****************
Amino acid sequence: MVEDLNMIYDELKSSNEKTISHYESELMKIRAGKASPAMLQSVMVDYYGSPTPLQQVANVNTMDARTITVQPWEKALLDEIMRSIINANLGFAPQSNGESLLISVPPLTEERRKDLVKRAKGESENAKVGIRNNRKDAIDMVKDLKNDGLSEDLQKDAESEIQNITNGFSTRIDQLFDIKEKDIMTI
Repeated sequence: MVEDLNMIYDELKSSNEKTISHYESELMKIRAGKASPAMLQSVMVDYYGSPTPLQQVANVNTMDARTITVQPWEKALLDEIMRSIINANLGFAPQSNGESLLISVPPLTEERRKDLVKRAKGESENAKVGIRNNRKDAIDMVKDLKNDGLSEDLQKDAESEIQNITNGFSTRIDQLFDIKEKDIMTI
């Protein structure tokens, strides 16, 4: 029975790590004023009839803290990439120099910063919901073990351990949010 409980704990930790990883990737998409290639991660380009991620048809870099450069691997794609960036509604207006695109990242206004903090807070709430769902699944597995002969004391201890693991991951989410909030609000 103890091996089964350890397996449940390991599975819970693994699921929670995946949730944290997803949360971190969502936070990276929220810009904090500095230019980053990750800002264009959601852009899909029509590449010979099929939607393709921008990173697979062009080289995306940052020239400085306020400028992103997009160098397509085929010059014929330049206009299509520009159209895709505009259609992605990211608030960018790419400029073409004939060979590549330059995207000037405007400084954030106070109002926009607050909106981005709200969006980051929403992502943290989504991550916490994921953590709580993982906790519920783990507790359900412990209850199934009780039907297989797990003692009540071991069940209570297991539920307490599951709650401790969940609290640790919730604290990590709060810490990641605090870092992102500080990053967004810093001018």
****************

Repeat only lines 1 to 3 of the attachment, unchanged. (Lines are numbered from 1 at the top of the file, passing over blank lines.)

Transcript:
Amino acid sequence: MVEDLNMIYDELKSSNEKTISHYESELMKIRAGKASPAMLQSVMVDYYGSPTPLQQVANVNTMDARTITVQPWEKALLDEIMRSIINANLGFAPQSNGESLLISVPPLTEERRKDLVKRAKGESENAKVGIRNNRKDAIDMVKDLKNDGLSEDLQKDAESEIQNITNGFSTRIDQLFDIKEKDIMTI
Repeated sequence: MVEDLNMIYDELKSSNEKTISHYESELMKIRAGKASPAMLQSVMVDYYGSPTPLQQVANVNTMDARTITVQPWEKALLDEIMRSIINANLGFAPQSNGESLLISVPPLTEERRKDLVKRAKGESENAKVGIRNNRKDAIDMVKDLKNDGLSEDLQKDAESEIQNITNGFSTRIDQLFDIKEKDIMTI
């Protein structure tokens, strides 16, 4: 029975790590004023009839803290990439120099910063919901073990351990949010 409980704990930790990883990737998409290639991660380009991620048809870099450069691997794609960036509604207006695109990242206004903090807070709430769902699944597995002969004391201890693991991951989410909030609000 103890091996089964350890397996449940390991599975819970693994699921929670995946949730944290997803949360971190969502936070990276929220810009904090500095230019980053990750800002264009959601852009899909029509590449010979099929939607393709921008990173697979062009080289995306940052020239400085306020400028992103997009160098397509085929010059014929330049206009299509520009159209895709505009259609992605990211608030960018790419400029073409004939060979590549330059995207000037405007400084954030106070109002926009607050909106981005709200969006980051929403992502943290989504991550916490994921953590709580993982906790519920783990507790359900412990209850199934009780039907297989797990003692009540071991069940209570297991539920307490599951709650401790969940609290640790919730604290990590709060810490990641605090870092992102500080990053967004810093001018």